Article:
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Rutherford report tells Highways to review safety

Told to light bridges



The provincial government is doing a review of its safety standards for highway maintenance and is considering putting light standards on vulnerable bridges across B.C. following a coroner’s report into a bridge wash out in 2003.

"What we are going to do is a risk assessment and cost benefit to look and see where protective measures should be implemented," Peter Milburn, assistant deputy minister for the Ministry of Transportation, said this week.

Five people drove off the end of the road and plunged to their deaths after a torrential rainstorm washed out Rutherford Creek Bridge in the early hours of Oct. 18, 2003.

A coroner’s report into the incident released last December called for the government to investigate installing failure detection and warning systems on at-risk bridges. It also called for Victoria to review the roles and responsibilities, inspection frequencies, methodologies, training and documentation to insure bridges are inspected properly at high risk times.

Milburn said the government was in touch with the U.S. National Transportation and Safety Board, which is also looking into warning devices. If such devices were developed in a cost-effective manner and were reliable B.C. would look at installing them where appropriate.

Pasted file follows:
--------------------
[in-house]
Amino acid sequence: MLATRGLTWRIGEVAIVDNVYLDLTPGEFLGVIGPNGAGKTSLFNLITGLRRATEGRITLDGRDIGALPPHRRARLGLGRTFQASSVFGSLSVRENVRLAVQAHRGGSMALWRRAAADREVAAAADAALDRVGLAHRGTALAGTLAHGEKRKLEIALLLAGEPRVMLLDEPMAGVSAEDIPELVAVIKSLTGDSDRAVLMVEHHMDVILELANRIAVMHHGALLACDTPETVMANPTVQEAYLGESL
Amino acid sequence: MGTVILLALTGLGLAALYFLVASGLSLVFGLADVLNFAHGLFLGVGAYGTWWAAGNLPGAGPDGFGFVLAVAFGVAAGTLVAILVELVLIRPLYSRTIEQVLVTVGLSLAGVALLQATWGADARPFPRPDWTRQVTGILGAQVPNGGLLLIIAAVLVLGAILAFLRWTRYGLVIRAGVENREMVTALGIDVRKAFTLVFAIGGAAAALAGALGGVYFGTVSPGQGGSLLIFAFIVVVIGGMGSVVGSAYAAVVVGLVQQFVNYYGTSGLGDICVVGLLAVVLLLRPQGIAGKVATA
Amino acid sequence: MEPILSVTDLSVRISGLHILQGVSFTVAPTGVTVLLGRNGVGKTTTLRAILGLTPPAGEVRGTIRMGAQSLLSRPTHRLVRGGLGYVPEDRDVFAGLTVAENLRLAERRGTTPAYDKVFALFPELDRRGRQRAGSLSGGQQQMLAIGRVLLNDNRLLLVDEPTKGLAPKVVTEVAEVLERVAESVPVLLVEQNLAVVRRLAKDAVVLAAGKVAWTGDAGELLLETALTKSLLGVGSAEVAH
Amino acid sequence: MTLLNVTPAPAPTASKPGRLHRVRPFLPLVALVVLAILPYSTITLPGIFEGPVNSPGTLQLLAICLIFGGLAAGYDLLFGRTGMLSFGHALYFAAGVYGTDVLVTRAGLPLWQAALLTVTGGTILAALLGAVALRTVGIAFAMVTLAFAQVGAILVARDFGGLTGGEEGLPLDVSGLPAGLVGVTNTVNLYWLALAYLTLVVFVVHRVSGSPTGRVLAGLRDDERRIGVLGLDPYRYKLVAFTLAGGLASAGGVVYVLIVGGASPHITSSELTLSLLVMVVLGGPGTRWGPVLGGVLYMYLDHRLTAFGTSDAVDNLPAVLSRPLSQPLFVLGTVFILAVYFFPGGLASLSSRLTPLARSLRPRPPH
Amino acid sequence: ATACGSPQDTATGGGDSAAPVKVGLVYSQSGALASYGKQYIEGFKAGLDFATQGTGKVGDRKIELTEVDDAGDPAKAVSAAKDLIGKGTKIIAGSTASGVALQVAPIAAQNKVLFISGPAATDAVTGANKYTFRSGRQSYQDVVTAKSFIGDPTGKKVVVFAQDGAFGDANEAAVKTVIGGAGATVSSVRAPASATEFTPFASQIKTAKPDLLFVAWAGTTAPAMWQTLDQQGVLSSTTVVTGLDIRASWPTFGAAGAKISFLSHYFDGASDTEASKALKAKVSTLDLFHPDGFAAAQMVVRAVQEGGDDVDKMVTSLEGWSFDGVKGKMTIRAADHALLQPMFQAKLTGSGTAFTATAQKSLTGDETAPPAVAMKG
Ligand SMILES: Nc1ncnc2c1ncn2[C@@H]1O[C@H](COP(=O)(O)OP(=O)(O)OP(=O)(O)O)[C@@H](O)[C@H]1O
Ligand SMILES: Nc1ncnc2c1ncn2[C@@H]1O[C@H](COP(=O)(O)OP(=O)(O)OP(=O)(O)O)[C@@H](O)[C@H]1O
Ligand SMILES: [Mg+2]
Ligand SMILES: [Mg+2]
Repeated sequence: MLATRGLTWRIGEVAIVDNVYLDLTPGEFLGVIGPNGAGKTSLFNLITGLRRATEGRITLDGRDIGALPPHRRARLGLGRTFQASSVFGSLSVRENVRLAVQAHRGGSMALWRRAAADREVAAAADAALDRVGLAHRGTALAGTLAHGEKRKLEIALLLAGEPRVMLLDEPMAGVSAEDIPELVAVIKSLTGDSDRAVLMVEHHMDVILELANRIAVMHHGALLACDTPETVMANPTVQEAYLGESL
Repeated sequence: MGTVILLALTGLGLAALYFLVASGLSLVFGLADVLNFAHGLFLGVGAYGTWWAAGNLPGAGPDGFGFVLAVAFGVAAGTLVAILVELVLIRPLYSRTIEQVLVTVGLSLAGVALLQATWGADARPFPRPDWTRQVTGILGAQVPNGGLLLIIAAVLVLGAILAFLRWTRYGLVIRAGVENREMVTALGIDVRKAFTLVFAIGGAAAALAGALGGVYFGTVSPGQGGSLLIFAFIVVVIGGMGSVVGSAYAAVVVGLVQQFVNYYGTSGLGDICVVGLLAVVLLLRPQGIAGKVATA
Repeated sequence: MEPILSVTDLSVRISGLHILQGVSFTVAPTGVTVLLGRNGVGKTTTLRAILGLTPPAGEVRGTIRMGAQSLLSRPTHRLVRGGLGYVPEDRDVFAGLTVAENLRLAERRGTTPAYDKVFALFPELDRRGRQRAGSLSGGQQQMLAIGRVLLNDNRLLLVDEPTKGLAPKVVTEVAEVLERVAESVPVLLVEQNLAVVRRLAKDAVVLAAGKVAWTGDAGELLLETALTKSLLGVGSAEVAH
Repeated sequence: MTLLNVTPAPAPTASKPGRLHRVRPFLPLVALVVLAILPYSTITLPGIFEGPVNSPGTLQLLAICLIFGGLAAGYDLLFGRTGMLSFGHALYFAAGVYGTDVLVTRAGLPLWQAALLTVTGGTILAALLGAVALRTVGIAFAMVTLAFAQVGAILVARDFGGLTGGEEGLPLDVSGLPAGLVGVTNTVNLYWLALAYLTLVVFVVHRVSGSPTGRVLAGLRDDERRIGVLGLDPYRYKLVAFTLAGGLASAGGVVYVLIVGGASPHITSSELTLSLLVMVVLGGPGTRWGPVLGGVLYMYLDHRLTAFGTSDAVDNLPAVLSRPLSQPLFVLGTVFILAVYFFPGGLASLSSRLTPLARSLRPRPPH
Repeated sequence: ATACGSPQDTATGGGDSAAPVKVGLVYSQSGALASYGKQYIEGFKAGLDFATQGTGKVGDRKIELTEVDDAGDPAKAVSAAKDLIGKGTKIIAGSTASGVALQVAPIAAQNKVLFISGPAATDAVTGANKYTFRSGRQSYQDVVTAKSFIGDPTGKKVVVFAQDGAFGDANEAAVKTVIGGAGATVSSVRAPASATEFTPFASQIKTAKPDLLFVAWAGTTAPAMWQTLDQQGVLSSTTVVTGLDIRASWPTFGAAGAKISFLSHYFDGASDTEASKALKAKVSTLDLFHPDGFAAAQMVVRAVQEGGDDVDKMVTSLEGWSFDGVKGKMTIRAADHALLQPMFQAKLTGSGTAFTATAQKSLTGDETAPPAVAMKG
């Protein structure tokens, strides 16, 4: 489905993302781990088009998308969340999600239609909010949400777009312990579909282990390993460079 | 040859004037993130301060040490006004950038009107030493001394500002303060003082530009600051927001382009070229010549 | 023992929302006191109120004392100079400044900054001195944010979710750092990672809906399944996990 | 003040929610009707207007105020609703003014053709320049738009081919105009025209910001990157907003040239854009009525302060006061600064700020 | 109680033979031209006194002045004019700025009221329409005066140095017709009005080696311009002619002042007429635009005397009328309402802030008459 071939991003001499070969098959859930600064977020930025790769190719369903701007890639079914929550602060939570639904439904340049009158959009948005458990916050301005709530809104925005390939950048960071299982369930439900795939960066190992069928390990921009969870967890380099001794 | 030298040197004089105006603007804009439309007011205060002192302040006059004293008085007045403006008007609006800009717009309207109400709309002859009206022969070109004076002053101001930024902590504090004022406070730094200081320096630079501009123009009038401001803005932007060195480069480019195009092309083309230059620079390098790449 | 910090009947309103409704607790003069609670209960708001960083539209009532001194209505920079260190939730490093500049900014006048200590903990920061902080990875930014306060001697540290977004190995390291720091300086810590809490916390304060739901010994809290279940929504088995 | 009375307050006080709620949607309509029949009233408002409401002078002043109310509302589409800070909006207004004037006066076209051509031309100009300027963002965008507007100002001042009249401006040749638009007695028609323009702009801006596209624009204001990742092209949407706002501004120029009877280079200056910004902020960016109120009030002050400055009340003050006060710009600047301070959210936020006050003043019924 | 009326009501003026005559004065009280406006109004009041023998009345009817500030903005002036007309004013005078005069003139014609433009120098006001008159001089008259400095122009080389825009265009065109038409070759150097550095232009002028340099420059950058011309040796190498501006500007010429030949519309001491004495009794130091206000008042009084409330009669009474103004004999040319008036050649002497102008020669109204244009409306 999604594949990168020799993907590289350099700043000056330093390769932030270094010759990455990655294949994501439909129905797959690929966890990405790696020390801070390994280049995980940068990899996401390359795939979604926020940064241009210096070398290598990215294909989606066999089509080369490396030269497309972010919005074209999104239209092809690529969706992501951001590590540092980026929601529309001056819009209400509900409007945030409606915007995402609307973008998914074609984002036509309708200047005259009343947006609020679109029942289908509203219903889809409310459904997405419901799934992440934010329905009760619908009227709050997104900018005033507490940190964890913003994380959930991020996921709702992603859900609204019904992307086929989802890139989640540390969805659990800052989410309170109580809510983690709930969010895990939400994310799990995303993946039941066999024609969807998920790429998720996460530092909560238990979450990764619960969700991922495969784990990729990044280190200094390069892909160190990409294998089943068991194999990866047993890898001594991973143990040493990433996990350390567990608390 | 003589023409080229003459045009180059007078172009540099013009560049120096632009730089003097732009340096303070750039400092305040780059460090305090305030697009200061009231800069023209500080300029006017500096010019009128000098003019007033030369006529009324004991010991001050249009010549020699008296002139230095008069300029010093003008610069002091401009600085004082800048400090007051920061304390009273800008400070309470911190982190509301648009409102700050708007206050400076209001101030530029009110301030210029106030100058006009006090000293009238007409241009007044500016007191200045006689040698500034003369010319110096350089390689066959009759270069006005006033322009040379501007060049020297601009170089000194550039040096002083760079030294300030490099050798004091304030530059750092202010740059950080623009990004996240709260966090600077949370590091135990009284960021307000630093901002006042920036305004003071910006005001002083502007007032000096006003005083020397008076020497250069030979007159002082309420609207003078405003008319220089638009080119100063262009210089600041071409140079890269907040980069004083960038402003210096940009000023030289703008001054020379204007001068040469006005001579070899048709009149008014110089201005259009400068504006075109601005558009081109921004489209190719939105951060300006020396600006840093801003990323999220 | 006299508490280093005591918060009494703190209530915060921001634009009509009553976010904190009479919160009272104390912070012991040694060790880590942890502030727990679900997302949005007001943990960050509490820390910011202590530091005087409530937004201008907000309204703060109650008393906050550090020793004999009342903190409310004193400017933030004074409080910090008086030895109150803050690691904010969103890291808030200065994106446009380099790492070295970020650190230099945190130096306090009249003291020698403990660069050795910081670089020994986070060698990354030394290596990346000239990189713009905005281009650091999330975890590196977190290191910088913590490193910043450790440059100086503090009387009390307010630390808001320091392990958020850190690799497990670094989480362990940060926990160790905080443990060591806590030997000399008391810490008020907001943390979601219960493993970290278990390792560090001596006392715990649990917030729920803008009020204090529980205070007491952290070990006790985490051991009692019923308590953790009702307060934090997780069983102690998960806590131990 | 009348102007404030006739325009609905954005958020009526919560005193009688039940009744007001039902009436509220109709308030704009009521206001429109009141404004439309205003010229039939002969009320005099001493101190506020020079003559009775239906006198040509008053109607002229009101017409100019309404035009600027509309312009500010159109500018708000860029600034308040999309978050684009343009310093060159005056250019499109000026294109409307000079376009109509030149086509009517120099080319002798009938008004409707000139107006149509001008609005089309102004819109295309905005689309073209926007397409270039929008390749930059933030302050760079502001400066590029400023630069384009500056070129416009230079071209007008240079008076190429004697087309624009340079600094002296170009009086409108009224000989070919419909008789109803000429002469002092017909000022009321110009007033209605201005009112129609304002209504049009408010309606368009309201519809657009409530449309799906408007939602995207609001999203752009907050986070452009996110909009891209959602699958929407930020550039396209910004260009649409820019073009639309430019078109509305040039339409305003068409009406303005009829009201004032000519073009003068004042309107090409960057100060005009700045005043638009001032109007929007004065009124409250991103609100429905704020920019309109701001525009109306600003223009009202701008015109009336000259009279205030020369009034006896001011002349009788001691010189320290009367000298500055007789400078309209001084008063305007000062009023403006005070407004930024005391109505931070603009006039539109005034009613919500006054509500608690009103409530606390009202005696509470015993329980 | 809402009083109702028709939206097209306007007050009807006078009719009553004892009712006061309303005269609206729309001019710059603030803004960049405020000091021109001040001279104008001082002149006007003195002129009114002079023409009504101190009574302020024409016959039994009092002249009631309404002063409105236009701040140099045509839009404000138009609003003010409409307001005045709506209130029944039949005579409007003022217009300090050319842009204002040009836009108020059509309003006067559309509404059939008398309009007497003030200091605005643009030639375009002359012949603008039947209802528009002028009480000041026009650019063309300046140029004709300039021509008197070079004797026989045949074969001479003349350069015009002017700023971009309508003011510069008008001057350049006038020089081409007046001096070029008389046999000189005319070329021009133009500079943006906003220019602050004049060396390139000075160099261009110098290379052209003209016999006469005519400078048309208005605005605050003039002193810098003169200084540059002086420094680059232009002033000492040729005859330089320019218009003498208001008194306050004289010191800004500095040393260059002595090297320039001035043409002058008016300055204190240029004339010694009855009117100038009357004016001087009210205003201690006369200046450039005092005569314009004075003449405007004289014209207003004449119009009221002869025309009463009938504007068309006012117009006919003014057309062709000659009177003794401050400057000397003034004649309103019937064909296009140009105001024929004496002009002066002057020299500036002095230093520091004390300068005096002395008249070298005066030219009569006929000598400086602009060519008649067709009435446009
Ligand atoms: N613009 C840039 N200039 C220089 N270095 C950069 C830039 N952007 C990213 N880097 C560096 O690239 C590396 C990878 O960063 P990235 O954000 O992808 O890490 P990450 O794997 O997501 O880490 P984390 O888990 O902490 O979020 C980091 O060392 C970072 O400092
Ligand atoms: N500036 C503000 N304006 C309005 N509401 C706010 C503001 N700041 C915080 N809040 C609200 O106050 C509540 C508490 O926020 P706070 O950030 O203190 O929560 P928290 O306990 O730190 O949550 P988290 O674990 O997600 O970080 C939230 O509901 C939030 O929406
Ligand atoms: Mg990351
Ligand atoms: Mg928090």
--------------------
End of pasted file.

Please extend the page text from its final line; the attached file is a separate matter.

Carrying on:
In the meantime, said Milburn, bridges along the Sea to Sky Highway will all be lit up as part of the $600 million on-going upgrade.

"For the Sea to Sky there would be as part of the project… lights for all the bridges," he said.

Other ways to keep bridges safe will also be part of the review, including upgrades to and around at-risk bridges.

The review will be complete in about three months. Findings on the maintenance side can be implemented quite quickly, said Milburn. Upgrades, including technology, may take longer.

One challenge facing engineers, said Milburn, is that there isn’t an easily accessible source of electricity for many vulnerable bridges in B.C. so lighting them could be a problem.

"We are taking this very seriously," said Milburn.

"It was obviously a very tragic event that occurred out at the Rutherford … and we have had the chief engineer involved in the early part of this and we are setting up an action plan."

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